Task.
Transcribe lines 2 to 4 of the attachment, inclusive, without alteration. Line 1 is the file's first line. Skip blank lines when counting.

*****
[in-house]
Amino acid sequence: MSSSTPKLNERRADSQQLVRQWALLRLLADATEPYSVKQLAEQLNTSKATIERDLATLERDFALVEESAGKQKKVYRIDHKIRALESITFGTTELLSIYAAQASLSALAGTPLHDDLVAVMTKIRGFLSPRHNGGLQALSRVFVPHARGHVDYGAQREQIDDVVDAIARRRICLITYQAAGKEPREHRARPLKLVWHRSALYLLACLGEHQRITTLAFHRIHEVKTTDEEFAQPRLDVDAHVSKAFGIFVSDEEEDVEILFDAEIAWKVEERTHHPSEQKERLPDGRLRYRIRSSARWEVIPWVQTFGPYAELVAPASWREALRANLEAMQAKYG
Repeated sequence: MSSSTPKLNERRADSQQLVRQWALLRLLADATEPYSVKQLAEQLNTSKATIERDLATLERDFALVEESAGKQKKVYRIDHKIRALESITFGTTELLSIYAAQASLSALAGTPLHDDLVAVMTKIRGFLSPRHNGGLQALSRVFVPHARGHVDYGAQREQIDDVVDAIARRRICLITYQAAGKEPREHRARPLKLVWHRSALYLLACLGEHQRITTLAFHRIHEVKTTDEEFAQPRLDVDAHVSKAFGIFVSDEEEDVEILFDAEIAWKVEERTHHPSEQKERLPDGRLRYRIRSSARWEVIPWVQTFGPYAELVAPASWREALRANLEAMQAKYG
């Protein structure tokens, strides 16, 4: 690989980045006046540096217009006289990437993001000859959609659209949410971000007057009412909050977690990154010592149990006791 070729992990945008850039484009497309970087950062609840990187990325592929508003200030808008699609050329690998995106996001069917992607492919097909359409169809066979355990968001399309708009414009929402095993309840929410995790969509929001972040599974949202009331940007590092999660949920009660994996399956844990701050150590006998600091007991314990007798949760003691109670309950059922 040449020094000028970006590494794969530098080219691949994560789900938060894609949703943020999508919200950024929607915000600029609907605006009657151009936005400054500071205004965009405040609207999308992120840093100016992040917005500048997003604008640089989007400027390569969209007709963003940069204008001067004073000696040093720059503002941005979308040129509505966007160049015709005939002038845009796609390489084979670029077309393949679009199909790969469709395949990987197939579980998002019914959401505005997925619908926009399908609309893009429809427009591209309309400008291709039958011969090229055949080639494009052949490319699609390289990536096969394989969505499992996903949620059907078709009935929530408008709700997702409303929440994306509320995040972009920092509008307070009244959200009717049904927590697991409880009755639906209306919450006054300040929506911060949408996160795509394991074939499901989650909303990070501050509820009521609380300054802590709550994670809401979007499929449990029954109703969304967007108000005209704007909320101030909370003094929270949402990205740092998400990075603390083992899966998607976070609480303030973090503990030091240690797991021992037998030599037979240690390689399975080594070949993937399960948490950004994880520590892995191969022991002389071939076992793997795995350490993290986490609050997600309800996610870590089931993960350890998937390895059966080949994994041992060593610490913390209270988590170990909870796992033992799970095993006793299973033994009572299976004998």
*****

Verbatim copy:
Amino acid sequence: MSSSTPKLNERRADSQQLVRQWALLRLLADATEPYSVKQLAEQLNTSKATIERDLATLERDFALVEESAGKQKKVYRIDHKIRALESITFGTTELLSIYAAQASLSALAGTPLHDDLVAVMTKIRGFLSPRHNGGLQALSRVFVPHARGHVDYGAQREQIDDVVDAIARRRICLITYQAAGKEPREHRARPLKLVWHRSALYLLACLGEHQRITTLAFHRIHEVKTTDEEFAQPRLDVDAHVSKAFGIFVSDEEEDVEILFDAEIAWKVEERTHHPSEQKERLPDGRLRYRIRSSARWEVIPWVQTFGPYAELVAPASWREALRANLEAMQAKYG
Repeated sequence: MSSSTPKLNERRADSQQLVRQWALLRLLADATEPYSVKQLAEQLNTSKATIERDLATLERDFALVEESAGKQKKVYRIDHKIRALESITFGTTELLSIYAAQASLSALAGTPLHDDLVAVMTKIRGFLSPRHNGGLQALSRVFVPHARGHVDYGAQREQIDDVVDAIARRRICLITYQAAGKEPREHRARPLKLVWHRSALYLLACLGEHQRITTLAFHRIHEVKTTDEEFAQPRLDVDAHVSKAFGIFVSDEEEDVEILFDAEIAWKVEERTHHPSEQKERLPDGRLRYRIRSSARWEVIPWVQTFGPYAELVAPASWREALRANLEAMQAKYG
């Protein structure tokens, strides 16, 4: 690989980045006046540096217009006289990437993001000859959609659209949410971000007057009412909050977690990154010592149990006791 070729992990945008850039484009497309970087950062609840990187990325592929508003200030808008699609050329690998995106996001069917992607492919097909359409169809066979355990968001399309708009414009929402095993309840929410995790969509929001972040599974949202009331940007590092999660949920009660994996399956844990701050150590006998600091007991314990007798949760003691109670309950059922 040449020094000028970006590494794969530098080219691949994560789900938060894609949703943020999508919200950024929607915000600029609907605006009657151009936005400054500071205004965009405040609207999308992120840093100016992040917005500048997003604008640089989007400027390569969209007709963003940069204008001067004073000696040093720059503002941005979308040129509505966007160049015709005939002038845009796609390489084979670029077309393949679009199909790969469709395949990987197939579980998002019914959401505005997925619908926009399908609309893009429809427009591209309309400008291709039958011969090229055949080639494009052949490319699609390289990536096969394989969505499992996903949620059907078709009935929530408008709700997702409303929440994306509320995040972009920092509008307070009244959200009717049904927590697991409880009755639906209306919450006054300040929506911060949408996160795509394991074939499901989650909303990070501050509820009521609380300054802590709550994670809401979007499929449990029954109703969304967007108000005209704007909320101030909370003094929270949402990205740092998400990075603390083992899966998607976070609480303030973090503990030091240690797991021992037998030599037979240690390689399975080594070949993937399960948490950004994880520590892995191969022991002389071939076992793997795995350490993290986490609050997600309800996610870590089931993960350890998937390895059966080949994994041992060593610490913390209270988590170990909870796992033992799970095993006793299973033994009572299976004998």